Even though society has put emphasis on eating healthy for losing those extra pounds, maintaining a healthy, balanced diet isn’t just for weight loss.
Whether you’re a soon-to-be-mom or an experienced mother who’s about to have her next child, your health is going to affect not only you, but your baby as well, especially if you plan to breastfeed.
If you’re considering breastfeeding or already decided to breastfeed, the food you eat now will affect your breast milk and your baby’s health overall.
In this post, you’ll discover the foods that will help you boost the amount of nutrients in your breast milk and build your breast milk supply.
Breastfeeding Diet Food 101
Don’t freak out yet! This isn’t one of those fad diets where you have to count calories to a T, eat like a rabbit or drink only fluids. In fact, as a general guideline, if you have a mostly healthy diet – a whole healthy diet is preferred, of course – your breast milk will be loaded with nutrients for your baby.
If you’re already eating an overall nutritious diet, there’s always room for improvement; you can switch out unhealthy foods in your daily diet with healthier options and enhance your health. If your diet is lacking in essential nutrients or consists of junk food and fast food, it’s time for a diet makeover.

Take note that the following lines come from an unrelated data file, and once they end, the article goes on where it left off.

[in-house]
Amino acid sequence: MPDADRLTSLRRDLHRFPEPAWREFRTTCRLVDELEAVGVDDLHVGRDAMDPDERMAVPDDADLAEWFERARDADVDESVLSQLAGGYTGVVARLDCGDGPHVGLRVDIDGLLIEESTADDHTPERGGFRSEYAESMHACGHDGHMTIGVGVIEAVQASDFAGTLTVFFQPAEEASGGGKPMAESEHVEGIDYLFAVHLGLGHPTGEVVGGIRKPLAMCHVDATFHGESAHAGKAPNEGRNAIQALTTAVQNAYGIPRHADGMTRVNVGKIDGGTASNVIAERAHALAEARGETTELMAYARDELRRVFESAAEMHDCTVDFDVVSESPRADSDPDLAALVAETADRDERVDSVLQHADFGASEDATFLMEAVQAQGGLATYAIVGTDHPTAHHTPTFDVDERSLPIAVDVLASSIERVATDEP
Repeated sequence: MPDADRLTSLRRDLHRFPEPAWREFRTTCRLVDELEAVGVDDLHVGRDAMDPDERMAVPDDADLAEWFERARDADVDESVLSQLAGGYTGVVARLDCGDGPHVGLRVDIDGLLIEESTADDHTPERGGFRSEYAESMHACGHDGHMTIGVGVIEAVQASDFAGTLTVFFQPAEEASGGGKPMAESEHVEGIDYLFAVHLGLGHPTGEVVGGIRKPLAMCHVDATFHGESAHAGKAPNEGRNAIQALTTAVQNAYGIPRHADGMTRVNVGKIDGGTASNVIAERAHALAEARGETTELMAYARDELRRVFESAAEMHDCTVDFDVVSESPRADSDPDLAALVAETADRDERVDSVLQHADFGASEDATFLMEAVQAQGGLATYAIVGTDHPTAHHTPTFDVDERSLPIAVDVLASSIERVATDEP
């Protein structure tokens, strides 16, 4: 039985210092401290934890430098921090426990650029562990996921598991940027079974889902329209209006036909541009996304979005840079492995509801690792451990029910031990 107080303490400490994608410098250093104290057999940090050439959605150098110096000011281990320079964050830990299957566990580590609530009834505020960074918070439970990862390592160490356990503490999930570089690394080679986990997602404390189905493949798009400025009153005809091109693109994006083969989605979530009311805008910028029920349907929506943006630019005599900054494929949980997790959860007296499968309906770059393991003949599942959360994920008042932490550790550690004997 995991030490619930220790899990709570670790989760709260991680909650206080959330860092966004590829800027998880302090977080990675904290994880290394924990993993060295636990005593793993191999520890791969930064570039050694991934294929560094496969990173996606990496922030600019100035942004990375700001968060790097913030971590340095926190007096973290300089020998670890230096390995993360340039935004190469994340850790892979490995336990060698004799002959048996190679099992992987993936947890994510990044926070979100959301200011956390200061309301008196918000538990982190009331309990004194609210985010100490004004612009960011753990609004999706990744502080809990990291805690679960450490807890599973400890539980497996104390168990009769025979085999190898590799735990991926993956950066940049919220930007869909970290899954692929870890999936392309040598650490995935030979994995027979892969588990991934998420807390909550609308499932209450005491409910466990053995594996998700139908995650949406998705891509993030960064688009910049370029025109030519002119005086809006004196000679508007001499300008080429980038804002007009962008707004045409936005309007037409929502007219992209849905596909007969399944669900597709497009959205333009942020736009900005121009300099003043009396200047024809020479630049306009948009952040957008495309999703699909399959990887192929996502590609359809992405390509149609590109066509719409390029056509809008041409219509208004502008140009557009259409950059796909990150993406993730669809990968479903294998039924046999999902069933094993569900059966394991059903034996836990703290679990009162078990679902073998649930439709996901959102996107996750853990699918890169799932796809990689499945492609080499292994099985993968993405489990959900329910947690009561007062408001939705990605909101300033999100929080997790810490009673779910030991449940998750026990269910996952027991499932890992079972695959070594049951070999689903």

In this section, we’ll reveal the various, nutrient-dense foods you need for your breastfeeding diet to help you keep your breast milk healthy and increase the amount.
What You Should Be Eating for Breast Milk Health
Whether you’re already breastfeeding or still in the pregnancy stage, eating the right foods is beneficial for your breast milk and your health and well-being. The food guide in this section will help you figure out what you need to eat to keep up with healthy breast milk meal plans.
Here’s the list of foods you should be eating when you’re eating to help improve your breast milk health:
Calcium is necessary for bone growth and strength, so it's a must-have for your diet. If you're not increasing your calcium intake, your body will go to your own bones for calcium, causing your bones to weaken and put you at higher risk for osteoporosis.
Milk is usually the number one go-to source for calcium, but plenty of foods offer this great nutrient, including:
- Leafy, dark green vegetables e.g., kale, spinach, collard greens
- Brazil nuts
During your pregnancy, iron stores in your body go to your baby; but this can cause you to have iron deficiency. Iron is necessary not only for you, but also for your baby. Iron is used in the body to help with oxygen transportation, keeping red blood cells healthy. Iron also promotes the growth of healthy hair and nails.
Since your infant is still growing and needs nutrients for successful physical development, iron is essential, and that's why eating more iron-rich foods will provide your child with this nutrient. Also, many iron-rich foods are great protein sources, which moms need to maintain their breast milk health. Several foods that contain a good amount of iron (and protein for some!) include: